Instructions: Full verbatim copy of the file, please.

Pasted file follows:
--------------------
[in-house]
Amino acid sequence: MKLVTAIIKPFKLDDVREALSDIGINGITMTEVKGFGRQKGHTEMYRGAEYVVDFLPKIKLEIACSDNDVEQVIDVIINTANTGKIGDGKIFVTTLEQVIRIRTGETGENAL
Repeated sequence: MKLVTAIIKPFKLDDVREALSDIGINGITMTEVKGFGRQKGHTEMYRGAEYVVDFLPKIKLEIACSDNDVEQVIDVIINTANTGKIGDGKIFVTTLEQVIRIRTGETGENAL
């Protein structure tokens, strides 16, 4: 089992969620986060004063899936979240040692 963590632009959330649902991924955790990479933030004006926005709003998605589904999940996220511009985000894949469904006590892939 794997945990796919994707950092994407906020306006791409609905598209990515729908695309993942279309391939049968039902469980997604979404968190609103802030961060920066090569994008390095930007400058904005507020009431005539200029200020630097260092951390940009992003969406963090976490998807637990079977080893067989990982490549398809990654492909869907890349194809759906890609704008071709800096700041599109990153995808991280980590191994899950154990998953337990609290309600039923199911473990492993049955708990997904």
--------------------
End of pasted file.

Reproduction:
[in-house]
Amino acid sequence: MKLVTAIIKPFKLDDVREALSDIGINGITMTEVKGFGRQKGHTEMYRGAEYVVDFLPKIKLEIACSDNDVEQVIDVIINTANTGKIGDGKIFVTTLEQVIRIRTGETGENAL
Repeated sequence: MKLVTAIIKPFKLDDVREALSDIGINGITMTEVKGFGRQKGHTEMYRGAEYVVDFLPKIKLEIACSDNDVEQVIDVIINTANTGKIGDGKIFVTTLEQVIRIRTGETGENAL
């Protein structure tokens, strides 16, 4: 089992969620986060004063899936979240040692 963590632009959330649902991924955790990479933030004006926005709003998605589904999940996220511009985000894949469904006590892939 794997945990796919994707950092994407906020306006791409609905598209990515729908695309993942279309391939049968039902469980997604979404968190609103802030961060920066090569994008390095930007400058904005507020009431005539200029200020630097260092951390940009992003969406963090976490998807637990079977080893067989990982490549398809990654492909869907890349194809759906890609704008071709800096700041599109990153995808991280980590191994899950154990998953337990609290309600039923199911473990492993049955708990997904």